Essay 3 of 3 for MdN Magazine July/August 1995

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I briefly contributed a series of short essays for MdN Magazine in Japan at the invitation of Prof. Yuichi Inomata of Tama Art University. I stopped because I saw that rapid change required actual work, rather than my unneeded, feisty discourse.






One cannot carry everywhere the corpse of one's father.”
- Guillaime Apollinaire (1880-1918)

It is difficult to distinguish today's computer-aided designer from the designer-aided computer. This is because thanks to the DTP industry's furious development efforts, the computer has surpassed the designer's expressive abilities and imagination and has come to govern the majority of visual development. Digital designers worldwide all work under the same art director, whose name begins with a scarlet A. Meanwhile, media evangelists tout the bright future of the World-Wide Web, and how designers will play an important role in defining this future. However, don't be fooled–recent press releases make it clear that unsurprisingly, DTP technology will simply migrate to the web and appear as just another pulldown menu that we will all be forced to learn. Designers no longer define culture; designers must abide by a culture defined by technologists. The renowned architecture educator William Mitchell states in Digital Design Media (Van Nostrand Reinhold: 1991) the logical conclusion to this predicament: “We are very close to the point to which the average designer may have nothing to sell that is worth anyone's money to buy.”

When I first began studying industrial design (I.D.), I was surprised at the lack of books on the subject compared to the seemingly endless number of publications on graphic design. Reasons cited by industrial designers themselves have been that industrial designers are too busy to write or are inherently poor writers. At the conclusion of preparing this series of three articles for MdN, I now understand the true reason for this phenomena: namely, that I.D. cannot be fully expressed using printed words or pictures—it can only be rightfully expressed as physical, three-dimensional form. Similarly, I have found that no matter how much I write or illustrate the concept of digital metadesign, it only begins to make sense when seen and experienced in its rightful form of software. This failure to express in print what I can easily express in digital form is a sign of success and a source of encouragement that true digital design for this digital age actually exists. Ironically, it fits on a floppy disk with a megabyte to spare. Strange.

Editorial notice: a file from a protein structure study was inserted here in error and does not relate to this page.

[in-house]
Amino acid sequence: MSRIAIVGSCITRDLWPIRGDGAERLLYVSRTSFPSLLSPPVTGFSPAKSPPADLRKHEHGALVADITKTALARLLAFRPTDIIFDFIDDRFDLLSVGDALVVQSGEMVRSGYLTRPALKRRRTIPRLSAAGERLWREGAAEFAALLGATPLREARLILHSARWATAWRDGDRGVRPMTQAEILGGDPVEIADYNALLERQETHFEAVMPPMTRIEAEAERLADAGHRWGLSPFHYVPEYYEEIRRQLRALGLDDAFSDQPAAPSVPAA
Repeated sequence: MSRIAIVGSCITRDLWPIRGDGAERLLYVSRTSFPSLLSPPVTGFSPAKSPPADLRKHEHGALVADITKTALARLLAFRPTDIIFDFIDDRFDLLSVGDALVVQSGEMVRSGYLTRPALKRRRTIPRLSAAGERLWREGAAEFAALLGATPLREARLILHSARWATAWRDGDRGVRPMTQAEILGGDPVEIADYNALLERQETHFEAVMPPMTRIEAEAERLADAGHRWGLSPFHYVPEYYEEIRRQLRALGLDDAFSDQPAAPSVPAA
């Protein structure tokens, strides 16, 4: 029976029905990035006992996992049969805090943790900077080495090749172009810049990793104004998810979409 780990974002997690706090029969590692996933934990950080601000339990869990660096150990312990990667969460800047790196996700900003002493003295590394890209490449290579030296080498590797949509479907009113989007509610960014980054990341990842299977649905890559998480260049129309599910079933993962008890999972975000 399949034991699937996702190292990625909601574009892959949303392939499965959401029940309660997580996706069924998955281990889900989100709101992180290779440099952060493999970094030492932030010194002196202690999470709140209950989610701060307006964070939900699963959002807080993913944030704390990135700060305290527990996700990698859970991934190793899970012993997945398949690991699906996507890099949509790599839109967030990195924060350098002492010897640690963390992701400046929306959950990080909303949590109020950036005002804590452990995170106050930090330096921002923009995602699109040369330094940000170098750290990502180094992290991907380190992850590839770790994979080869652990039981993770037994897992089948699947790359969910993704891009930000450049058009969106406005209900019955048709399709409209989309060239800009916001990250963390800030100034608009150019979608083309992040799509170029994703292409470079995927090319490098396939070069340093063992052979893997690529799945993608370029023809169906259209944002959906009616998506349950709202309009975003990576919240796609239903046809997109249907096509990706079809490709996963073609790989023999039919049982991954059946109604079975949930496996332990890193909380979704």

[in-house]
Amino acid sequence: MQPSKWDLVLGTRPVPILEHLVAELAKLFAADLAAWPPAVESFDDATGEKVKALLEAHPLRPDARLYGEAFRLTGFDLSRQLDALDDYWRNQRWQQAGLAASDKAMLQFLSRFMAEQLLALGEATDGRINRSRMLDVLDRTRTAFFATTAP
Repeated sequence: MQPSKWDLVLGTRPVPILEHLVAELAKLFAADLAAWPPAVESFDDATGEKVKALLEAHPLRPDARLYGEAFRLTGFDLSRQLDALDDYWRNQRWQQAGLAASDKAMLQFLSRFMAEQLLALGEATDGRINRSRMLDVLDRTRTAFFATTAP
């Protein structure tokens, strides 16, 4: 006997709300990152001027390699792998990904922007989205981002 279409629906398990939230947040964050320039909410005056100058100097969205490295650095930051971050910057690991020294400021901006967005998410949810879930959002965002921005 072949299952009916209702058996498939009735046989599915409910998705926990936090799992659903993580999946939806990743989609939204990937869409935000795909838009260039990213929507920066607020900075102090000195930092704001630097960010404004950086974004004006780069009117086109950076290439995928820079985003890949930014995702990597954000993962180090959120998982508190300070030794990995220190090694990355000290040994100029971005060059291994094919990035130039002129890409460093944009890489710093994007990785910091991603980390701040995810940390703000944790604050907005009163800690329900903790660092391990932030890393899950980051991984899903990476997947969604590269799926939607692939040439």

Many fellow designers have criticized my work as being too abstract and expressive, ignoring the most important issue in graphic design: namely communication. However, my original intentions for retreating to the abstract were to distill a fundamental vocabulary of digital dynamic forms to be used someday for effective communication. I have just recently begun to understand how to use this vocabulary as exemplified in the accompanying software. This of course is just the beginning...

The download described in this essay is available [here]. It is designed to run on a pre-OSX Macintosh for a resolution of 640 by 480 pixels. There is no guarantee that it runs any longer.


Copyright 2005, John Maeda.